Senate President pro Tem Kevin de Leon, D-Los Angeles, said he is "pleased that we have a deal in place that will raise living standards for millions of Californians, while also spurring new demand for goods and services and helping businesses thrive."
The wage hike would affect 5.6 million workers, or about a third of the statewide workforce, de Leon said.
The state’s deal to raise the minimum wage follows the lead of Los Angeles, and continues to put the pressure on national leaders to approve a hike to the federal minimum wage, according to Mayor Eric Garcetti.
"While Washington watches, cities and states act," he said. "Gov. Brown, Speaker (Anthony) Rendon, President pro Tem de Leon and labor leaders across our state took decisive action to give more Californians a chance to join the middle class. City by city, state by state, we can confront the scourge of income inequality and make a difference in the lives of millions of families."
Brown said the compromise deal, which his administration reached over the weekend with key labor and legislative leaders, "raises the minimum wage in a careful and responsible way and provides some flexibility if economic and budgetary conditions change."
The first hike — to $10.50 — is set to go into effect in January 2017, rising to $11 on Jan. 1, 2018. The minimum wage would then go up by a dollar in each of the following years until it reaches $15 in 2022, after which it would continue to rise each year by up to 3.5 percent to account for inflation.
Businesses with 25 or fewer employees get an extra year to raise their wage, so that workers will be paid $15 by 2023.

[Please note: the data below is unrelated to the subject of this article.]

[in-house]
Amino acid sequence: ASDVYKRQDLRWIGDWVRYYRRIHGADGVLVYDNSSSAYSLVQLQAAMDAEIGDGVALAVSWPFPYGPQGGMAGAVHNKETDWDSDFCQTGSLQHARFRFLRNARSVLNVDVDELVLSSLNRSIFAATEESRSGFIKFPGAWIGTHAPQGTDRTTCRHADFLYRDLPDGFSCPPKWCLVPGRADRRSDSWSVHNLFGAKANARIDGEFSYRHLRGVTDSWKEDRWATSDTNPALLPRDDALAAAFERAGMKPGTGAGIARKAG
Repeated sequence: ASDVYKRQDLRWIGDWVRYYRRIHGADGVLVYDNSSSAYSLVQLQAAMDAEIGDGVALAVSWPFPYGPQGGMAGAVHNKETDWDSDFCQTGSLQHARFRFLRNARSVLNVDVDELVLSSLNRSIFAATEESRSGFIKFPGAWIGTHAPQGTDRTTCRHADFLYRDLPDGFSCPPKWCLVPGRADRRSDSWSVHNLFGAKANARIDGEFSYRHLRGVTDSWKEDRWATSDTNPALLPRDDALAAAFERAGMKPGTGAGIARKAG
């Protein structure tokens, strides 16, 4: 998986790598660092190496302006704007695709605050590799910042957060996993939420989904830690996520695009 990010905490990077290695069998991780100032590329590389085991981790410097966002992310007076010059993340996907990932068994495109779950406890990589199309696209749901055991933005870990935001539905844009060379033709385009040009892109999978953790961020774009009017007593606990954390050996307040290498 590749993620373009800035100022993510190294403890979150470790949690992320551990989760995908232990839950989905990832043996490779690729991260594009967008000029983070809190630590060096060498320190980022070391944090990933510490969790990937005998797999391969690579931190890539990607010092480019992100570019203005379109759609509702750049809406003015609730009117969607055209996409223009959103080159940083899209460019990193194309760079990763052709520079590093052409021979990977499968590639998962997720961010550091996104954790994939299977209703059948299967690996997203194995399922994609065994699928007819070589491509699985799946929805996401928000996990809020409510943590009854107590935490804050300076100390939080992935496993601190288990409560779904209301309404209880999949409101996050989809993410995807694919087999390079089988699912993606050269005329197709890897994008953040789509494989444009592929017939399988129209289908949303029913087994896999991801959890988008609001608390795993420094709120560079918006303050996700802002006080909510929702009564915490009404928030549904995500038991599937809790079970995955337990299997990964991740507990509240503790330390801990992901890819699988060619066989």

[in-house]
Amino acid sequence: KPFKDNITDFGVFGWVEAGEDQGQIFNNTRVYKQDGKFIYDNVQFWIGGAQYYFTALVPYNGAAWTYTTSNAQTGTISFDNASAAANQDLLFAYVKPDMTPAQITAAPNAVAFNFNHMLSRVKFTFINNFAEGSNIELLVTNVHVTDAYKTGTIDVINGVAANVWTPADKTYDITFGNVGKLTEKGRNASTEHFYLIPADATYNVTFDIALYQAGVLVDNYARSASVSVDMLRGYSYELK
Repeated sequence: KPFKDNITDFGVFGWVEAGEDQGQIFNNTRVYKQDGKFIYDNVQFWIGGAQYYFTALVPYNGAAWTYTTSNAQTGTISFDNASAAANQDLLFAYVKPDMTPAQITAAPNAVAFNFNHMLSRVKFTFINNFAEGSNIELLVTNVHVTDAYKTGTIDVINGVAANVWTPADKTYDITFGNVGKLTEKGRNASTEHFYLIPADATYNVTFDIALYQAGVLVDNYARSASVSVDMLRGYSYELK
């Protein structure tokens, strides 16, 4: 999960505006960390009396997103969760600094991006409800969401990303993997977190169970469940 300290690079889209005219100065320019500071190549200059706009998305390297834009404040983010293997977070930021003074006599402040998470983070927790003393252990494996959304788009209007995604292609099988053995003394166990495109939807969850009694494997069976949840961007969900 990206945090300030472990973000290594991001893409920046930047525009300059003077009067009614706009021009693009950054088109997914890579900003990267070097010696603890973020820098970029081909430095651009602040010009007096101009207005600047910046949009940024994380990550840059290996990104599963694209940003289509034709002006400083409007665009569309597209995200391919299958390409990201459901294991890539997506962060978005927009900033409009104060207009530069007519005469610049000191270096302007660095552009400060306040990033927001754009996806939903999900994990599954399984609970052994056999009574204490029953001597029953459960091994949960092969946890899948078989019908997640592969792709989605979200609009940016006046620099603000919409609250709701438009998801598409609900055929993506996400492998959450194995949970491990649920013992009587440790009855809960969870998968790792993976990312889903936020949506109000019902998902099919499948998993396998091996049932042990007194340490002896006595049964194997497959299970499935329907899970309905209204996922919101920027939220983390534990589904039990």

The plan also gives the governor the ability to temporarily halt the raises if there is a forecasted budget deficit of more than one percent of annual revenue, or due to poor economic conditions such as declines in jobs and retail sales.
Government workers who provide in-home health services will receive an additional three paid sick days under the plan.
The deal comes after two separate ballot initiatives were started by labor unions to raise the statewide minimum wage from $10 to $15 per hour. Labor officials behind one of the campaigns said they plan to withdraw their proposed measure once the state is signed into law.
Laphonza Butler, president of Service Employees International Union California, said the deal was the result of efforts by fast-food workers, home care providers, early childhood educators and other workers who "made history and delivered hope to millions of families struggling to get by on wages too low to live and without benefits such as sick days."
"SEIU California’s 700,000 workers are proud to have fought alongside the ‘Fight for $15’ to show the world that when workers stand together, we can improve the lives of our families and create a fairer economy," Butler said. "California elected leaders have demonstrated the leadership the nation is looking for."
The proponents behind the other proposed ballot measure, SEIU-United Healthcare Workers West, are still weighing whether to withdraw their minimum wage initiative.
"We all know it’s a long way from a proposal to a final measure that becomes law, so we don’t intend to take an action on our initiative until it is finalized," SEIU-UHW Executive Board member Ruby Olivas said.
"There are a lot of details to understand, particularly around the ‘pause button’ provisions," she said. "We made a sober and deliberate decision last April to file our initiative, and once all the details are known about the new law, we will make a sober and deliberate decision on whether to withdraw it."
The statewide minimum wage rose to $10 per hour in Jan. 1 and no additional increases had been planned prior to the announcement of the deal.
Los Angeles city’s minimum wage will rise six month sooner than the state’s first planned increase, with the wage going up to $10.50 on July 1 and eventually reaching $15 per hour by 2020.